Australian Chef de Mission for Tokyo 2020 Ian Chesterman said today’s selection was great recognition of the persistence and determination showed by the eight athletes.
“It is a privilege to announce the Artistic Swimming for Tokyo 2020 today,” Mr Chesterman said.
“These are all athletes from a relatively small sport who have worked so hard and sacrificed a great deal to make it to Tokyo and represent Australia at the Olympic Games.
“Their selection is not only a great personal achievement, but it will also inspire the next generation of artistic swimmers to pursue their goals towards Paris 2024, LA 2028 and hopefully Brisbane 2032.
“To those off to their second Olympics, welcome back to the Australian Olympic Team and to the four first timers, congratulations and welcome aboard.
“Making an Olympic Team is a remarkable achievement, and it has been the work of many that have made this possible, so my thanks go to families, friends, coaches, support staff and everyone at Artistic Swimming Australia who have played a vital role in reaching this milestone.
“I look forward to following the team’s progress in the upcoming months as they build towards Tokyo 2020.”
At 18 years-old, youngest member of the team Kiera Gazzard is ecstatic to make her Olympic debut.
“This is a lifelong dream of mine,” Gazzard said. “I vividly remember watching the Beijing Olympics when I was seven saying to my mum I want to go to the Olympics – I can’t believe I can now look back and say I’ve done it, I’ve made an Olympic Team.
“It’s been an amazing experience to go through the training and selection camps with a bunch of girls that I look up to and have for many years, and will now share an Olympics with them.
The Sydney based athlete has been participating in Artistic Swimming since she was eight.
“I love Artistic Swimming as it combines so many elements of art and sport. You get to express yourself creatively, but only by pushing yourself physically and executing precise technical manoeuvres. I learn something new every training session.”
Rio Olympian and team co-captain Amie Thompson relocated from Sydney to Perth to follow her sporting dreams.
“Making this Team shows it’s about the journey and sacrifices we make, and that perseverance can end in this beautiful experience of the Olympic Games,” Thompson said.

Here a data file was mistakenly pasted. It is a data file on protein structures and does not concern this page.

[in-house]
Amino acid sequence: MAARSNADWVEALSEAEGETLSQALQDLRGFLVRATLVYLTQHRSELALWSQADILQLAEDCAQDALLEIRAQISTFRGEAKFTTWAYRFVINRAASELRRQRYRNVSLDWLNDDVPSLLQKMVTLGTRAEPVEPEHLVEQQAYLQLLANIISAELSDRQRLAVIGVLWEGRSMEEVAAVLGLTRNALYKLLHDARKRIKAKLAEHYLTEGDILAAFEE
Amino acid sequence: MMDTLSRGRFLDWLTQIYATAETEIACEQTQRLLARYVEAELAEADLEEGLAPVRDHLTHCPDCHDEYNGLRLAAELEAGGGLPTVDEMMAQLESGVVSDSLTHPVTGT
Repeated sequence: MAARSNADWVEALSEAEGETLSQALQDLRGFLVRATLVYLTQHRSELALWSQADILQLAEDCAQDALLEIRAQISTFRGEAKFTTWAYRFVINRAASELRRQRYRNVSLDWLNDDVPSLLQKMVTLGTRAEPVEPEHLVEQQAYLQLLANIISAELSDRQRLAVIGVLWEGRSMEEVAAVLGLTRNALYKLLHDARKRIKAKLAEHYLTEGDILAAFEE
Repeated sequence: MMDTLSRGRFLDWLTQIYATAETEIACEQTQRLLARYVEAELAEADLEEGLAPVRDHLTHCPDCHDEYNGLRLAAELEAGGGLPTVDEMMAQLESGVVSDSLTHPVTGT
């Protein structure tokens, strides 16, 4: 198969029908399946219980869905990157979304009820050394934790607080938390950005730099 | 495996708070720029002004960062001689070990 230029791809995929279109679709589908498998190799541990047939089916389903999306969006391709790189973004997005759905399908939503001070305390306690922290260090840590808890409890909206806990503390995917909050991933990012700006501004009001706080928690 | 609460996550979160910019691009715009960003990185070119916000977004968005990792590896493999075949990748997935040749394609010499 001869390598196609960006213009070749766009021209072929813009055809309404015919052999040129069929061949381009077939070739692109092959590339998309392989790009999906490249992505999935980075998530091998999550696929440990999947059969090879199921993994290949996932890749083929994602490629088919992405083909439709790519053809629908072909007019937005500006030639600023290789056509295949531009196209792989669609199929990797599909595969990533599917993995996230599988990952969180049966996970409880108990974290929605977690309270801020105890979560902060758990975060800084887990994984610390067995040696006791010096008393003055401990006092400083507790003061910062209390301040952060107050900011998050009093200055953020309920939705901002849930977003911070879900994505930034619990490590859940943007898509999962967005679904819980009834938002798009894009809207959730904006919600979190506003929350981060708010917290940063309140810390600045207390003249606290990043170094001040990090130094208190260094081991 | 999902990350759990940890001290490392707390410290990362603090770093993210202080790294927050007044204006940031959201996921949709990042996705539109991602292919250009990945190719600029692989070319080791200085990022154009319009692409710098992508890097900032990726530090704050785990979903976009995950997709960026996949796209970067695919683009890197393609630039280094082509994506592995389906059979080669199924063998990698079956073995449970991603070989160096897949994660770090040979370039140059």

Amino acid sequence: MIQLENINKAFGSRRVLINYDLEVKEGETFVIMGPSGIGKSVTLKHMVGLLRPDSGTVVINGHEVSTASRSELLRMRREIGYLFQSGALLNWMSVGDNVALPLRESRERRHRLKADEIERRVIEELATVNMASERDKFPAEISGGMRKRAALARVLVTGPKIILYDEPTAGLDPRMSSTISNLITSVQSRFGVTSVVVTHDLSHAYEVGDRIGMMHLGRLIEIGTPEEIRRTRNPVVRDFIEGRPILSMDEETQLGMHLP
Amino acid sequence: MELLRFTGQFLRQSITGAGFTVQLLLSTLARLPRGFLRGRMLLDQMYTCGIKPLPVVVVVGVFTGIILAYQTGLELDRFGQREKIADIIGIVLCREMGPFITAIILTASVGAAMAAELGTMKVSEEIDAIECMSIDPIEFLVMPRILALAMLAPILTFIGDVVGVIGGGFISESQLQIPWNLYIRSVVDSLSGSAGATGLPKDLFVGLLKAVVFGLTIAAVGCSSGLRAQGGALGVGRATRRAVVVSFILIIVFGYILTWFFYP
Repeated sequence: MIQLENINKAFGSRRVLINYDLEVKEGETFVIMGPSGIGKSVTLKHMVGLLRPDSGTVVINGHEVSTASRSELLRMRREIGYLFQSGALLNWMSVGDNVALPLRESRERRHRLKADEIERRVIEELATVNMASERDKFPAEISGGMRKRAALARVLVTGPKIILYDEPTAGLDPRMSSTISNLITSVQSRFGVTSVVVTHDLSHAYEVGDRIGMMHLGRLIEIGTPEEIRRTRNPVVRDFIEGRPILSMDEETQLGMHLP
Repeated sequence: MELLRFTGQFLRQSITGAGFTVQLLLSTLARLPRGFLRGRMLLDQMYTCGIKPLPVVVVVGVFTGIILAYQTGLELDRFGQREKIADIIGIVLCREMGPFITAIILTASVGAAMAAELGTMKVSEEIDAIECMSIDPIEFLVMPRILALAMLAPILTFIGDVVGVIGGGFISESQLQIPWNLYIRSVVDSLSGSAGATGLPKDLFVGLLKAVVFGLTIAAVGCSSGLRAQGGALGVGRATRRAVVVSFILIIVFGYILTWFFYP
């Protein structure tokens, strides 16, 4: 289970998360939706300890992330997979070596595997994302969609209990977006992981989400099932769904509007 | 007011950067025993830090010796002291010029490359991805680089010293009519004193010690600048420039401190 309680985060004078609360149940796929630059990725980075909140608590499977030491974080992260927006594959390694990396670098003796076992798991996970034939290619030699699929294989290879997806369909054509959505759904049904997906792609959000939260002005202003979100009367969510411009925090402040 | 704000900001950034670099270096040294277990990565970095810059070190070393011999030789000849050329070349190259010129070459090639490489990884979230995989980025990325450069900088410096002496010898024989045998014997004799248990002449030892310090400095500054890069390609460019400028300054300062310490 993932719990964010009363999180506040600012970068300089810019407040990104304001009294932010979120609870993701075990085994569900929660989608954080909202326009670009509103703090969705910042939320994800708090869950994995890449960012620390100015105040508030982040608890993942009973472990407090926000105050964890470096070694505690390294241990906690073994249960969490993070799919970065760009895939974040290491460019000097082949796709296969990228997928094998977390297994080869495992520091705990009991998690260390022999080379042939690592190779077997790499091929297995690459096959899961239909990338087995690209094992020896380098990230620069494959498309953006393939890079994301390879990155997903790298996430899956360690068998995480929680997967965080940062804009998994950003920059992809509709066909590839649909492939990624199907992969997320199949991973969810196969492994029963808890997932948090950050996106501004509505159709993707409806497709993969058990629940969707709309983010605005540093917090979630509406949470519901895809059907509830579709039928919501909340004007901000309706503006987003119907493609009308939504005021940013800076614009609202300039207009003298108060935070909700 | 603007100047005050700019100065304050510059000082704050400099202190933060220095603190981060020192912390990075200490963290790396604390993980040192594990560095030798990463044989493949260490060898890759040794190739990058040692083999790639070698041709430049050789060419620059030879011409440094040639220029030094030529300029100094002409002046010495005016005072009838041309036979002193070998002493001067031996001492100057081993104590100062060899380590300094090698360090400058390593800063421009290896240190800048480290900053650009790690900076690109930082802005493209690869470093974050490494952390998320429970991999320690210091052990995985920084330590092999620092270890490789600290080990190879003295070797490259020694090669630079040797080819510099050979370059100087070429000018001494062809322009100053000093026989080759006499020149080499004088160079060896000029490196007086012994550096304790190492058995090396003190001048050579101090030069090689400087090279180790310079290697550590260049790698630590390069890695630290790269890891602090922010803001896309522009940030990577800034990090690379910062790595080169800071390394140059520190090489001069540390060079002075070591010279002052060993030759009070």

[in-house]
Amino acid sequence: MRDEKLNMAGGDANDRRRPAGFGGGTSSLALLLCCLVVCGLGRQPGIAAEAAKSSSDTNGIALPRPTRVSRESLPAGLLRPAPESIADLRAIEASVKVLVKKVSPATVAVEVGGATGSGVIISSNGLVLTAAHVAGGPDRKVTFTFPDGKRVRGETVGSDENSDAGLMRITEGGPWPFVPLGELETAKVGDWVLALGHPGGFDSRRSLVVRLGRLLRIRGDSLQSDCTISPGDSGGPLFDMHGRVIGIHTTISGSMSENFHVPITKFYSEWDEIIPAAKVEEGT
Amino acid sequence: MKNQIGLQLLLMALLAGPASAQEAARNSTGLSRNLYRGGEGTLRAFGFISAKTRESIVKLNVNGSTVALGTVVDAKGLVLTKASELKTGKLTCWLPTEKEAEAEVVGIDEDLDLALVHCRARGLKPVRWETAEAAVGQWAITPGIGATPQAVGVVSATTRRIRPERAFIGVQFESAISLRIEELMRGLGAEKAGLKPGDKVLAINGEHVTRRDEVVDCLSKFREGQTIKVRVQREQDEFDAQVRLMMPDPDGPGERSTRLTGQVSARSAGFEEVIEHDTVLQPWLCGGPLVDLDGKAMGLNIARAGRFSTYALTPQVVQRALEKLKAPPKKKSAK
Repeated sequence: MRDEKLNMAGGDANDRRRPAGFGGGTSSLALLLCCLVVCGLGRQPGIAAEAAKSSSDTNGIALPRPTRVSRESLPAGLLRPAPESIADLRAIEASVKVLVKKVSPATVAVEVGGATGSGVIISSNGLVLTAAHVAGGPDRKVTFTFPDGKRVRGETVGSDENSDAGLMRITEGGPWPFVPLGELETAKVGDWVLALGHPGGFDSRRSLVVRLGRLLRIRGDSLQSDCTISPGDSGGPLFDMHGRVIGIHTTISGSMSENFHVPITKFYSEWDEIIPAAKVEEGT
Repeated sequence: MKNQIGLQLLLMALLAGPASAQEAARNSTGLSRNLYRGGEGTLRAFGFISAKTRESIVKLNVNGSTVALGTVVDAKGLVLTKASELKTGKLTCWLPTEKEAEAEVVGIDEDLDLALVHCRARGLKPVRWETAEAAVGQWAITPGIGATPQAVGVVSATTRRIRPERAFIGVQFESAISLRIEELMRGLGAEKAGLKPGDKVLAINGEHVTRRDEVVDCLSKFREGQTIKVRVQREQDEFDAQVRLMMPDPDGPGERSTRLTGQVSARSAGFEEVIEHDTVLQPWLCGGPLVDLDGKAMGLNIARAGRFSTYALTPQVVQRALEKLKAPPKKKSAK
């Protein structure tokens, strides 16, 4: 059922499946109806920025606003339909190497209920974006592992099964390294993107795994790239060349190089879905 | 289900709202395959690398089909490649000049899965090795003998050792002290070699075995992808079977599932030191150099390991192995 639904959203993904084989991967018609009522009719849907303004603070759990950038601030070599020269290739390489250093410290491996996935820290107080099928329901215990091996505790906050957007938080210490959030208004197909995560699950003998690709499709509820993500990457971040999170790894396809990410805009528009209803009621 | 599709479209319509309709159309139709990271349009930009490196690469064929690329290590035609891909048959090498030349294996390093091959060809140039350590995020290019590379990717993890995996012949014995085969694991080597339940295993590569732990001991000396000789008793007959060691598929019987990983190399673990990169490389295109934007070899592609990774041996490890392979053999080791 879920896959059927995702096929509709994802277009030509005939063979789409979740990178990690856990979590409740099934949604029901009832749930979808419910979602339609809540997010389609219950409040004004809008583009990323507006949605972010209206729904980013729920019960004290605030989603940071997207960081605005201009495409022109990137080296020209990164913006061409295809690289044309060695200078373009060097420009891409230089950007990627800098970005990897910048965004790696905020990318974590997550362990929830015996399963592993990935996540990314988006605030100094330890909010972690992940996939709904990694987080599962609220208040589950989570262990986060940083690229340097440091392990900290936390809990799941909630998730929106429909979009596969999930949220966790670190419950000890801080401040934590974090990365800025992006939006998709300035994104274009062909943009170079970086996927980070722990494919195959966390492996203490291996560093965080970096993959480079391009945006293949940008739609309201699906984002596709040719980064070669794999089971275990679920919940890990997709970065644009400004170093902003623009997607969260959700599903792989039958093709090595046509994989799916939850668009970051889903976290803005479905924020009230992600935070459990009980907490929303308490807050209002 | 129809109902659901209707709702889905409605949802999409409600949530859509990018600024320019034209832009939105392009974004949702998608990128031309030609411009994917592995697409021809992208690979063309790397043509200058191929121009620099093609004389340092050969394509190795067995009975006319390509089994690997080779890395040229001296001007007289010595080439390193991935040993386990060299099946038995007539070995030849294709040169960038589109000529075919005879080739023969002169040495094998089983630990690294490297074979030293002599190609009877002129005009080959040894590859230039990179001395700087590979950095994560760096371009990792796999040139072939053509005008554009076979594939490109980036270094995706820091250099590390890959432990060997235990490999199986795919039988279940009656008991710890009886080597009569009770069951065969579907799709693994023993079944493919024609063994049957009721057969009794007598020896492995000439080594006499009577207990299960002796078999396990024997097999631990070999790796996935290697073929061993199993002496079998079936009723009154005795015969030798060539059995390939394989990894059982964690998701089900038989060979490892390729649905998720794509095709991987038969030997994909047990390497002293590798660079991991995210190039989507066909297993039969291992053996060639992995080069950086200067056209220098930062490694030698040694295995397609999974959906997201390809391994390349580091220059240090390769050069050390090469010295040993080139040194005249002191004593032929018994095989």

“I had tried synchro when I was young and loved it, but there wasn’t a club near me. One day I found a flyer for a new club opening near us and it changed my life – if I hadn’t seen that flyer and given it a go I never would have been on this Olympic journey.”
The 24-year-old engineering student will contest the eight-person Teams event and the Duet with Amber Rose Stackpole.
“It feels so good to say I’m going to my second Olympics. It’s been fantastic to see the team grow and develop and be in the really strong place we’re in today, and I’m really excited to contest the Duet in Tokyo.
“While I love the performance aspect, making these incredible movements look effortless, I love the daily grind and small steps on the way. Achieving mini goals in a training session, sharing a laugh in a hard session with teammates, makes every day worth it.
“Sport has taught me when something goes wrong, I can deal with it piece by piece and overcome it - whether it’s a university assignment or something in daily life, there isn’t a challenge too big.”
Artistic Swimming Australia President Kim Davis congratulated the selected athletes on their milestone.
“Artistic Swimming Australia, in partnership with the AOC, is delighted to present the 2020 Olympic team,” Ms Davis said. “From here on forward, it is all about teamwork and perseverance for these eight athletes.
“This is a seasoned team, four team members are Rio 2016 alumni, and ASAI is confident this experience will be met with success in Tokyo. Good luck to all the athletes in Tokyo, make Australia proud."
Today’s selection takes the announced Australian Team for Tokyo 2020 to 15 athletes of an expected 480-strong Team size.
Artistic Swimming made its Olympic debut in 1984 (named Synchronised Swimming) and is one of only two events that is female only at the Olympics.
Teams must perform a Technical routine of three minutes containing five technical elements that all teams must perform and a Free routine of four minutes that emphasises creativity and choreography.